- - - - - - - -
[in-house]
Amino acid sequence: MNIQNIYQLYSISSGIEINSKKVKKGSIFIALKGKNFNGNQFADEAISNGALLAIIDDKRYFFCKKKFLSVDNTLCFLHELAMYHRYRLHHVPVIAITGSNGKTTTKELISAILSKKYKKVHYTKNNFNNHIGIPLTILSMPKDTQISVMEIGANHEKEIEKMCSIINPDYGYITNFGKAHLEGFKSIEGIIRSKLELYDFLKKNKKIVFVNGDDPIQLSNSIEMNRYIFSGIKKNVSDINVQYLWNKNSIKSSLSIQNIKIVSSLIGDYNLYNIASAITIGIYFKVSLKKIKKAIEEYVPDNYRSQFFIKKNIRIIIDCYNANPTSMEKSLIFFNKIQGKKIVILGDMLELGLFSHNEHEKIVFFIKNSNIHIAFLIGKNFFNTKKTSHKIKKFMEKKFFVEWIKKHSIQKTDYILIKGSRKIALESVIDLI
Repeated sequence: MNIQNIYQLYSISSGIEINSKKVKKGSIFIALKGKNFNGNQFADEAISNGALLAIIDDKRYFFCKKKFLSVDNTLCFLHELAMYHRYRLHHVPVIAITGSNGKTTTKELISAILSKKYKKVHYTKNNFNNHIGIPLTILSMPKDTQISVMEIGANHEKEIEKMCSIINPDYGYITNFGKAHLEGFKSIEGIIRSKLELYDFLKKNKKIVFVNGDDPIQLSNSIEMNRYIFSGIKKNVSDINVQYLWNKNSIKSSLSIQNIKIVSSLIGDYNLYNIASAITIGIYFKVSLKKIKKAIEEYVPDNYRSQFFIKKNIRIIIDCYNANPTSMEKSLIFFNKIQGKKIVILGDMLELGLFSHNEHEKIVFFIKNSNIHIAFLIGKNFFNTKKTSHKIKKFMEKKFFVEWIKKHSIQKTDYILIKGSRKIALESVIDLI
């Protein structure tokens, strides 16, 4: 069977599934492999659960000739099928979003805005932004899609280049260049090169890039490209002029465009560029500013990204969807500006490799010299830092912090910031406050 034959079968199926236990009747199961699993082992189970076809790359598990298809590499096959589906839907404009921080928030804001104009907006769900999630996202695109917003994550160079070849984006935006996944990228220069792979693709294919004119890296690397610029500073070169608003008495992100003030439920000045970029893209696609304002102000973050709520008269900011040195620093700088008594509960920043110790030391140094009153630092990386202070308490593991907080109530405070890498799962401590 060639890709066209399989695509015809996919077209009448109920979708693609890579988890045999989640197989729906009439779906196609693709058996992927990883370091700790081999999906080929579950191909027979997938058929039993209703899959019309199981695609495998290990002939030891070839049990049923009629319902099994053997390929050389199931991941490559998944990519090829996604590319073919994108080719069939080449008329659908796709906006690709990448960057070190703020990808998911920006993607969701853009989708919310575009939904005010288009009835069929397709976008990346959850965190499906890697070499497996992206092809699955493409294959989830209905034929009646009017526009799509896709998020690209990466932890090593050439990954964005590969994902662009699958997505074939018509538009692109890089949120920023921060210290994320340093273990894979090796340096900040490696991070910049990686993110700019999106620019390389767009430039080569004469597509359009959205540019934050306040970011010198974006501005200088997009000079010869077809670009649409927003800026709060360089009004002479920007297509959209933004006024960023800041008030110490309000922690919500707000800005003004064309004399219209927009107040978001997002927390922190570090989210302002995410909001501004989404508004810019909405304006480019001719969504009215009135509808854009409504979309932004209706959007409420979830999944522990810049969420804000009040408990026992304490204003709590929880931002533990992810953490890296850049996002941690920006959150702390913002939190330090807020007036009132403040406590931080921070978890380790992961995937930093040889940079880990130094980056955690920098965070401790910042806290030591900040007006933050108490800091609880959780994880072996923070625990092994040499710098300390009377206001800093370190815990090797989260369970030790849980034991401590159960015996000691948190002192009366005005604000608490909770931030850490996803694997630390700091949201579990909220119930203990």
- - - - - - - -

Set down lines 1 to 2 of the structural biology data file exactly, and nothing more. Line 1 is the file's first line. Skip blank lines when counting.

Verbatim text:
[in-house]
Amino acid sequence: MNIQNIYQLYSISSGIEINSKKVKKGSIFIALKGKNFNGNQFADEAISNGALLAIIDDKRYFFCKKKFLSVDNTLCFLHELAMYHRYRLHHVPVIAITGSNGKTTTKELISAILSKKYKKVHYTKNNFNNHIGIPLTILSMPKDTQISVMEIGANHEKEIEKMCSIINPDYGYITNFGKAHLEGFKSIEGIIRSKLELYDFLKKNKKIVFVNGDDPIQLSNSIEMNRYIFSGIKKNVSDINVQYLWNKNSIKSSLSIQNIKIVSSLIGDYNLYNIASAITIGIYFKVSLKKIKKAIEEYVPDNYRSQFFIKKNIRIIIDCYNANPTSMEKSLIFFNKIQGKKIVILGDMLELGLFSHNEHEKIVFFIKNSNIHIAFLIGKNFFNTKKTSHKIKKFMEKKFFVEWIKKHSIQKTDYILIKGSRKIALESVIDLI